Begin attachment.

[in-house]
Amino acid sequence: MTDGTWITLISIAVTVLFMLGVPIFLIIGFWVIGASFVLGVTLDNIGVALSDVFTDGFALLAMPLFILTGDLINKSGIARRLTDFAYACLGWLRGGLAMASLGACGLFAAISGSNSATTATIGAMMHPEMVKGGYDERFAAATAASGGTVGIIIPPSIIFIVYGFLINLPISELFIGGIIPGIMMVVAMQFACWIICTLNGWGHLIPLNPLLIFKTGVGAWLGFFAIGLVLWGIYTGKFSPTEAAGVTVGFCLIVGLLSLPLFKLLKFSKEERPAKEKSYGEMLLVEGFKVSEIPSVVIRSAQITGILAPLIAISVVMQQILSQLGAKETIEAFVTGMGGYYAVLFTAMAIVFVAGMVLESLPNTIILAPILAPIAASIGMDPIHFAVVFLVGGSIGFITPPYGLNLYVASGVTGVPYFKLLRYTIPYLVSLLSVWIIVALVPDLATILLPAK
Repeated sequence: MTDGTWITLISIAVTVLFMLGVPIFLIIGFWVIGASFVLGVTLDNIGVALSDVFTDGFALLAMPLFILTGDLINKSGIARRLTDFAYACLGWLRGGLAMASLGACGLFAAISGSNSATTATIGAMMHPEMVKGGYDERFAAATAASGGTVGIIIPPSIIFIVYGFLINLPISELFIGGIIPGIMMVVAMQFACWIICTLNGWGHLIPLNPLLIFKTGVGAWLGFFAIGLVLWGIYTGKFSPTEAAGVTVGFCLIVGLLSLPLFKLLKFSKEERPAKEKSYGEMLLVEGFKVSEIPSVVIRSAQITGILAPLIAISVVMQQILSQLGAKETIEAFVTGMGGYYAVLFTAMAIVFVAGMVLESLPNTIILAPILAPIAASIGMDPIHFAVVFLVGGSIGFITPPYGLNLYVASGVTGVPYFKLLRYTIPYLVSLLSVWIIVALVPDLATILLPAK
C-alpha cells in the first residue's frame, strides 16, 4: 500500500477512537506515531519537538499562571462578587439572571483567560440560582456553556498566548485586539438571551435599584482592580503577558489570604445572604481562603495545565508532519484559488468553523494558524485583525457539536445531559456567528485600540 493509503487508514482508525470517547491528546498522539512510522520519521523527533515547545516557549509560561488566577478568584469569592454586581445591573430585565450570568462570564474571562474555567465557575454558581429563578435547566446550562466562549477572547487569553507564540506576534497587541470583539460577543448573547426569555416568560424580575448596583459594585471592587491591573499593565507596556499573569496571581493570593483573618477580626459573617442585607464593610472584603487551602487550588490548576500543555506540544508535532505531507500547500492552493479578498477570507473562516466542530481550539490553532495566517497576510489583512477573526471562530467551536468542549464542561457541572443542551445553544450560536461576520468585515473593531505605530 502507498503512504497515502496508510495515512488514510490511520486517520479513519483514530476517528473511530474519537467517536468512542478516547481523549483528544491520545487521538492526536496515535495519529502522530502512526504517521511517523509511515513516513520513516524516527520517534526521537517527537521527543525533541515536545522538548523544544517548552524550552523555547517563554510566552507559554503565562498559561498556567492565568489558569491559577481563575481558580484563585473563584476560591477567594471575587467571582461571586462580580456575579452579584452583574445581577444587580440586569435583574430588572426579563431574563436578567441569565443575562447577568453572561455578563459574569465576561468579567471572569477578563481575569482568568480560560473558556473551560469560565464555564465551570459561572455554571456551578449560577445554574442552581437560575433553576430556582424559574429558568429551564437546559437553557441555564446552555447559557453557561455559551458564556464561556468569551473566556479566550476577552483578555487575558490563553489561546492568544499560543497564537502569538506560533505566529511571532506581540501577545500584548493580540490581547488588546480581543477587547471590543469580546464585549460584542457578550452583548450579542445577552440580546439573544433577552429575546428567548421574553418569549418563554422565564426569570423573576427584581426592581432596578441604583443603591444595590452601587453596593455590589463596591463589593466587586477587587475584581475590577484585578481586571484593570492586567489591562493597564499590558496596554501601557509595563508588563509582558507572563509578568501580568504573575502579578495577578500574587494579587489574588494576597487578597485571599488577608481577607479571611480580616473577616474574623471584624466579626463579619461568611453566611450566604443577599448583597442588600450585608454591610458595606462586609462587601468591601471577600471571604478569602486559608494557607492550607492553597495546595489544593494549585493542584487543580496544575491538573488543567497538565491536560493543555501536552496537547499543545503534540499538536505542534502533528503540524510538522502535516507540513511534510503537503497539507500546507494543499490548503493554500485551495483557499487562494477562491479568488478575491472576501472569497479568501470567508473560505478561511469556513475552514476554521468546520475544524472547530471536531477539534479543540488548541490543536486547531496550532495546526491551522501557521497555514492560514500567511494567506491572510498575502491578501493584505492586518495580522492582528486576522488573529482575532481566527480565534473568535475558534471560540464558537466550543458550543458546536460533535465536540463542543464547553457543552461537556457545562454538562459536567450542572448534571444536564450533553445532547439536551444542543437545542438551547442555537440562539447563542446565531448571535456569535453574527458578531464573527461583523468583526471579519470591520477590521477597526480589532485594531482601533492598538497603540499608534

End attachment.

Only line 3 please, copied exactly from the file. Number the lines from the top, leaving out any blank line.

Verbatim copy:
Repeated sequence: MTDGTWITLISIAVTVLFMLGVPIFLIIGFWVIGASFVLGVTLDNIGVALSDVFTDGFALLAMPLFILTGDLINKSGIARRLTDFAYACLGWLRGGLAMASLGACGLFAAISGSNSATTATIGAMMHPEMVKGGYDERFAAATAASGGTVGIIIPPSIIFIVYGFLINLPISELFIGGIIPGIMMVVAMQFACWIICTLNGWGHLIPLNPLLIFKTGVGAWLGFFAIGLVLWGIYTGKFSPTEAAGVTVGFCLIVGLLSLPLFKLLKFSKEERPAKEKSYGEMLLVEGFKVSEIPSVVIRSAQITGILAPLIAISVVMQQILSQLGAKETIEAFVTGMGGYYAVLFTAMAIVFVAGMVLESLPNTIILAPILAPIAASIGMDPIHFAVVFLVGGSIGFITPPYGLNLYVASGVTGVPYFKLLRYTIPYLVSLLSVWIIVALVPDLATILLPAK